OBJECTS OF THE INVENTION

It is, accordingly, an important object of the present invention to provide a new and improved method of preparing a frictional material of resinous or polymeric type whereby the material acquires greater values of, inter alia, coefficient of friction and wear resistance.

SUMMARY OF THE INVENTION

According to the present invention there is provided a method of preparing a frictional material, which method comprises the steps of (a) mixing uniformly in a prescribed proportion magnetic particles i.e. particles of a magnetically susceptible substance, with a resinous frictional substance; and (b) subjecting the mixture resulting from step (a) to an external magnetic field of a predetermined orientation while forming the mixture to yield the frictional material acquiring a frictional anisotropy.

The resinous frictional substance in its formed state may comprise a resin of thermosetting type, e.g. a phenolic resin, polyimide resin, epoxy resin, polyester resin or silicone resin. Alternaively, the resinous frictional substance may comprise a resin of thermoplastic type, e.g. a polyethylene resin, nylon (polyamide) resin, acetal copolymer resin or polycarbonate resin. The resinous frictional substance may also be of crystalline type, e.g. Polytetrafruoroethylene resin, crystalline nylon, polyacetal resin or melamine resin.

In accordance with a specific feature of the invention, the uniform mixture of magnetic particles with the resinous substance is subjected to the external magnetic field while being heated in step (b).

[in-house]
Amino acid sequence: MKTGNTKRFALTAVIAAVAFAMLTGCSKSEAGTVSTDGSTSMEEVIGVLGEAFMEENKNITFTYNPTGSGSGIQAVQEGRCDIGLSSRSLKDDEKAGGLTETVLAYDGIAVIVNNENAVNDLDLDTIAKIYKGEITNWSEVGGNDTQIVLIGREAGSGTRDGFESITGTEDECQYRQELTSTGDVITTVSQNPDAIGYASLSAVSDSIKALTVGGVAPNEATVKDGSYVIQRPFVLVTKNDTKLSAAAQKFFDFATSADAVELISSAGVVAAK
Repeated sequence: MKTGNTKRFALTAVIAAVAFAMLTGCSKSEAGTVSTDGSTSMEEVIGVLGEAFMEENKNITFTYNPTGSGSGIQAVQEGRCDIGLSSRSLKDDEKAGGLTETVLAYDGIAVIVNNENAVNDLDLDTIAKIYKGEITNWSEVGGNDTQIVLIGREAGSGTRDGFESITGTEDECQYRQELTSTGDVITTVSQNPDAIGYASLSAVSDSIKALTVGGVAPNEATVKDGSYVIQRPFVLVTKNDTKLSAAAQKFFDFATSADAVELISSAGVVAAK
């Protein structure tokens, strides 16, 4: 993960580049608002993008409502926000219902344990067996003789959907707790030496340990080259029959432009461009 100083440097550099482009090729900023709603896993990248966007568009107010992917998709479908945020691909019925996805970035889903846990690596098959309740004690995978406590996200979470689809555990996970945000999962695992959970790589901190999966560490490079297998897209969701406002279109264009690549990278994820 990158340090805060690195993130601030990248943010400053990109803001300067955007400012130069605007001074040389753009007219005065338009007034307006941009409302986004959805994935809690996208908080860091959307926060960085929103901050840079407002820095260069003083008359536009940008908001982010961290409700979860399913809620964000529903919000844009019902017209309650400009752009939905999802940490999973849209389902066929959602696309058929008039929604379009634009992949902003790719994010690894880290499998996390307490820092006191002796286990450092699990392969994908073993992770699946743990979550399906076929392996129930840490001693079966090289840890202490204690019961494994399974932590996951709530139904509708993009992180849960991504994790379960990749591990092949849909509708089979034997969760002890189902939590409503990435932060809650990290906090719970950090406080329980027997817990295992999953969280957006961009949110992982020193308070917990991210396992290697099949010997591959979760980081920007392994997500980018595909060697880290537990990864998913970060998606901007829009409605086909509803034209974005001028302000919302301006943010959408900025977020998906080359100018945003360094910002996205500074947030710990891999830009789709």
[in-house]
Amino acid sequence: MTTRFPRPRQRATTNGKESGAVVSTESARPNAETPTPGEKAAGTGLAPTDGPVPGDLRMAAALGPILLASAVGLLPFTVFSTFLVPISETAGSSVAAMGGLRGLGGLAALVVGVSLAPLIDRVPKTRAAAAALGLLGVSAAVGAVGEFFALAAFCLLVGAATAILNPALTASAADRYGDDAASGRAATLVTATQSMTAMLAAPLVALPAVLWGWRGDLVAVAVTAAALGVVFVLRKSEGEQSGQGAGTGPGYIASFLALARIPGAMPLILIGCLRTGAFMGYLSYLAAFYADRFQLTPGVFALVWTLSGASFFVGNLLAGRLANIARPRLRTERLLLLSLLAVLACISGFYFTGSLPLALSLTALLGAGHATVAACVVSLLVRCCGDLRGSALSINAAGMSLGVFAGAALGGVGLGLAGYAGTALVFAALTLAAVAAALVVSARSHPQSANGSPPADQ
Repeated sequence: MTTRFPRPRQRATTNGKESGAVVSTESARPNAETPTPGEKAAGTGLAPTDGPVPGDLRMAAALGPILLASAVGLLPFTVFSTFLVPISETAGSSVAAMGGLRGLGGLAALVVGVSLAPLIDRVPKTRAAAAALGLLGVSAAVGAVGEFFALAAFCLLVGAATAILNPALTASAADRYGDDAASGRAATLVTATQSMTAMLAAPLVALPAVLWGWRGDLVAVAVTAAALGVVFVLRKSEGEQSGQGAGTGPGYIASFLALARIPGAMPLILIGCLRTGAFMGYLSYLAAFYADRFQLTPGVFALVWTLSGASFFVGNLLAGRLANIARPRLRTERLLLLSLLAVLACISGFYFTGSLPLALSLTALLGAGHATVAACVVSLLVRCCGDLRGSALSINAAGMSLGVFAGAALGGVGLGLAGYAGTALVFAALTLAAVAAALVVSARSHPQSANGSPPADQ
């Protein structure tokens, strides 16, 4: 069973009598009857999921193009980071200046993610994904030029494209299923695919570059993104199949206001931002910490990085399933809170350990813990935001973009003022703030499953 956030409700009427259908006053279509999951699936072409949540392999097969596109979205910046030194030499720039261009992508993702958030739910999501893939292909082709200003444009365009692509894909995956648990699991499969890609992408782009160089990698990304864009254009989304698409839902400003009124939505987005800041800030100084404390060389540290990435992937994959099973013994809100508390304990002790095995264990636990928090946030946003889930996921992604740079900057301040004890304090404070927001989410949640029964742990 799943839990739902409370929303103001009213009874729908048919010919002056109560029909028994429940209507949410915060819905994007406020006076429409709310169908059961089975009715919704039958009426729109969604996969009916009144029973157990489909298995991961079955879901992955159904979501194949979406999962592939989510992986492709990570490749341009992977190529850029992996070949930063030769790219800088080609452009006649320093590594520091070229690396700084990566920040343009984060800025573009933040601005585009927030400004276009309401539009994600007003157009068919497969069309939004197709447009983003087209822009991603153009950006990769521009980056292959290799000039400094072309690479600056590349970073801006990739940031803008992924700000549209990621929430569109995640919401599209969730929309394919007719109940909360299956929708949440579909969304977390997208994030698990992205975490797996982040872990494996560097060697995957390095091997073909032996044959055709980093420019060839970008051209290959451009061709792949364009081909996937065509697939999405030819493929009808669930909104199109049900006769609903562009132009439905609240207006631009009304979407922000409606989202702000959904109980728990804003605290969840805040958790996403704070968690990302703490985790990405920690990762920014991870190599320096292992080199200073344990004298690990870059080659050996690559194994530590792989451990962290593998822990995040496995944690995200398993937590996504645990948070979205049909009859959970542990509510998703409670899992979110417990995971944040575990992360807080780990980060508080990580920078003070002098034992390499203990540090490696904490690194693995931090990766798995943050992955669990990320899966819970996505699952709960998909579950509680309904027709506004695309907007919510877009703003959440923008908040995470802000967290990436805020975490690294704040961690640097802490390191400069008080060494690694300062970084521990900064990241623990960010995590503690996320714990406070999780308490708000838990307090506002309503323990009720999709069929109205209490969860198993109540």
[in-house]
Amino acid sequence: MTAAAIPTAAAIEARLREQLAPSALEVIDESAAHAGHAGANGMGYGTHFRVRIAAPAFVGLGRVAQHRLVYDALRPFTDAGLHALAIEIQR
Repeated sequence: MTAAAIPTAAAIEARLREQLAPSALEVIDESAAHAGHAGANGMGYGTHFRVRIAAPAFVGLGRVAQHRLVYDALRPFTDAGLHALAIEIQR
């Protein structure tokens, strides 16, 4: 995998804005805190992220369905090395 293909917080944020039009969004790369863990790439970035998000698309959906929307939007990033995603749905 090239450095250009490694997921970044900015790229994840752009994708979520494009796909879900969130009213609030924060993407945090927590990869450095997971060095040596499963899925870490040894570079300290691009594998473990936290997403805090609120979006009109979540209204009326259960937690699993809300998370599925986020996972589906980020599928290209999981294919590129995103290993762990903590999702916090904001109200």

Specifically, step (b) may comprise: (b1) cold-shaping the mixture under pressure in the external magnetic field to form a compacted body of the mixture of predetermined configuration and size; and (b2) subsequently heating the body to allow the resinous substance in pulverulent form to coalesce and the magnetic particles to be bonded together and to the coalescing resinous particles to yield the said frictional material.

Alternatively, step (b) may comprise (b1') cold-shaping the mixture under pressure to form a compacted body of the mixture of predetermined configuration and size; and (b2') subsequently heating the body in the external magnetic field to allow the resinous substance in pulverized form to coalesce and the magnetic particles to be bonded together and to the coalescing resinous particles in a said predetermined orientation to yield the said frictonal material.

Still alternatively, step (b) may comprise: warm-shaping the mixture at an elevated temperature under pressure in the external magnetic field to yield the formed body constituting the frictional material.